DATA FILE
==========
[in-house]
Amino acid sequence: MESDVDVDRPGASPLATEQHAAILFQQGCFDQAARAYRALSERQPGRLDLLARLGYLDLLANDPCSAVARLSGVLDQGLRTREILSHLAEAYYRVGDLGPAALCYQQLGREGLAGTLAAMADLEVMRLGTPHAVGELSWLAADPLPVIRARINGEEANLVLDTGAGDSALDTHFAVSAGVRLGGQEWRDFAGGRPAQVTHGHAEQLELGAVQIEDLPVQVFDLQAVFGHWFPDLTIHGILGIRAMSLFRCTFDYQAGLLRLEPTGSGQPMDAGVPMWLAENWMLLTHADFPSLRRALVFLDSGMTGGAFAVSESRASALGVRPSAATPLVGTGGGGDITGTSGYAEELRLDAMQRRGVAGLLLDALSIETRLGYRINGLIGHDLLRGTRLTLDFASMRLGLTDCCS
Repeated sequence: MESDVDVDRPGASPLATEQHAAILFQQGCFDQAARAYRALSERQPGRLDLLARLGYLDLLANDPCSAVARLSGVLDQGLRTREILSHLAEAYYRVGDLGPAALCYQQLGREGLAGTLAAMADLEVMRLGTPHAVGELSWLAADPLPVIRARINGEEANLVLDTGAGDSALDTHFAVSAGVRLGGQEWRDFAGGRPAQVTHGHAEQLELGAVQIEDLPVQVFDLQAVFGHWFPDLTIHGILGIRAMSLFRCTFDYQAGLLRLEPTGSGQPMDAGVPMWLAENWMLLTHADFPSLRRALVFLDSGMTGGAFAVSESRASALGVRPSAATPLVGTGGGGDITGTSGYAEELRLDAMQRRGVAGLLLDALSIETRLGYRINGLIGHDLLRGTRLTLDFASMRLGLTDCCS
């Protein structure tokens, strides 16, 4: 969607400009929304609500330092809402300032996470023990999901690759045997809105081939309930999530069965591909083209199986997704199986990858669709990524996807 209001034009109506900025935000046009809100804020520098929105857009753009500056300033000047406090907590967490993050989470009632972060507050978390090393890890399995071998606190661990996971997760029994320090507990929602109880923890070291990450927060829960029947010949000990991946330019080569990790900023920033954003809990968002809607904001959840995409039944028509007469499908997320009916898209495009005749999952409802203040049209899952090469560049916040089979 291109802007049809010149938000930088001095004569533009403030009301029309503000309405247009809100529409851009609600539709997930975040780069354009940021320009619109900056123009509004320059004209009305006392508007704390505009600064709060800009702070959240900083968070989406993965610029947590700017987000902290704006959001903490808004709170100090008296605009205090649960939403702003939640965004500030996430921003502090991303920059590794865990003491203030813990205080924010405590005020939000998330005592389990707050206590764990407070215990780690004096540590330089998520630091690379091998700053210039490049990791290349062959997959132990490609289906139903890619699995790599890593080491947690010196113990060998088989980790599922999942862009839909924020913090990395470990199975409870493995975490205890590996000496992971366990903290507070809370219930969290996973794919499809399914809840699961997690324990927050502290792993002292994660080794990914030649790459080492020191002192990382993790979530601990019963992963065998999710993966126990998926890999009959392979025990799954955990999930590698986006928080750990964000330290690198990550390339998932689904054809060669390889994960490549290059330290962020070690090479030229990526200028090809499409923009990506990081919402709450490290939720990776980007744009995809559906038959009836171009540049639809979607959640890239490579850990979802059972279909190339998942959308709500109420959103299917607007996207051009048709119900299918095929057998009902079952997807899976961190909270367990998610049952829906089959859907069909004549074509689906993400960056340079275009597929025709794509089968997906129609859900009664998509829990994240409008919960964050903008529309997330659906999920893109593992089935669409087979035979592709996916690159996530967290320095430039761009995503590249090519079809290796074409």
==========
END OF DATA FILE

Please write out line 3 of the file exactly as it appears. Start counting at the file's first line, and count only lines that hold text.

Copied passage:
Repeated sequence: MESDVDVDRPGASPLATEQHAAILFQQGCFDQAARAYRALSERQPGRLDLLARLGYLDLLANDPCSAVARLSGVLDQGLRTREILSHLAEAYYRVGDLGPAALCYQQLGREGLAGTLAAMADLEVMRLGTPHAVGELSWLAADPLPVIRARINGEEANLVLDTGAGDSALDTHFAVSAGVRLGGQEWRDFAGGRPAQVTHGHAEQLELGAVQIEDLPVQVFDLQAVFGHWFPDLTIHGILGIRAMSLFRCTFDYQAGLLRLEPTGSGQPMDAGVPMWLAENWMLLTHADFPSLRRALVFLDSGMTGGAFAVSESRASALGVRPSAATPLVGTGGGGDITGTSGYAEELRLDAMQRRGVAGLLLDALSIETRLGYRINGLIGHDLLRGTRLTLDFASMRLGLTDCCS